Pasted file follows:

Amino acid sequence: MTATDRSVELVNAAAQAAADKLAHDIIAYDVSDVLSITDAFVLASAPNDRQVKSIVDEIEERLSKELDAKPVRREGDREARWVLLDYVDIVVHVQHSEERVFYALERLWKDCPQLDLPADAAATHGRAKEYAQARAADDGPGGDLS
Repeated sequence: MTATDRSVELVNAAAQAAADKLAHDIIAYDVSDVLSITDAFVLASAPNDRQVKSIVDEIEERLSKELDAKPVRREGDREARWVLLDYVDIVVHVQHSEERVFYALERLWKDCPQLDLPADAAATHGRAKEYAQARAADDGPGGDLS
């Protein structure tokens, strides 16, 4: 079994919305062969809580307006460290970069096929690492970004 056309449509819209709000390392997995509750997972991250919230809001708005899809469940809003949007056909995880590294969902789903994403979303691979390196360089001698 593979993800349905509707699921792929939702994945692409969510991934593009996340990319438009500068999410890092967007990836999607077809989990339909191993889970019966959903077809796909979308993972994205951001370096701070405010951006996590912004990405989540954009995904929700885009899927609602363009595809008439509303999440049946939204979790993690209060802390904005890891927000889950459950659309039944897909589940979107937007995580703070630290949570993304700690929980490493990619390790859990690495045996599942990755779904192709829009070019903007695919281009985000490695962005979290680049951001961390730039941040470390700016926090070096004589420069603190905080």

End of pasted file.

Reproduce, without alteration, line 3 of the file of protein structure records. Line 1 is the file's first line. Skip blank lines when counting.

């Protein structure tokens, strides 16, 4: 079994919305062969809580307006460290970069096929690492970004 056309449509819209709000390392997995509750997972991250919230809001708005899809469940809003949007056909995880590294969902789903994403979303691979390196360089001698 593979993800349905509707699921792929939702994945692409969510991934593009996340990319438009500068999410890092967007990836999607077809989990339909191993889970019966959903077809796909979308993972994205951001370096701070405010951006996590912004990405989540954009995904929700885009899927609602363009595809008439509303999440049946939204979790993690209060802390904005890891927000889950459950659309039944897909589940979107937007995580703070630290949570993304700690929980490493990619390790859990690495045996599942990755779904192709829009070019903007695919281009985000490695962005979290680049951001961390730039941040470390700016926090070096004589420069603190905080």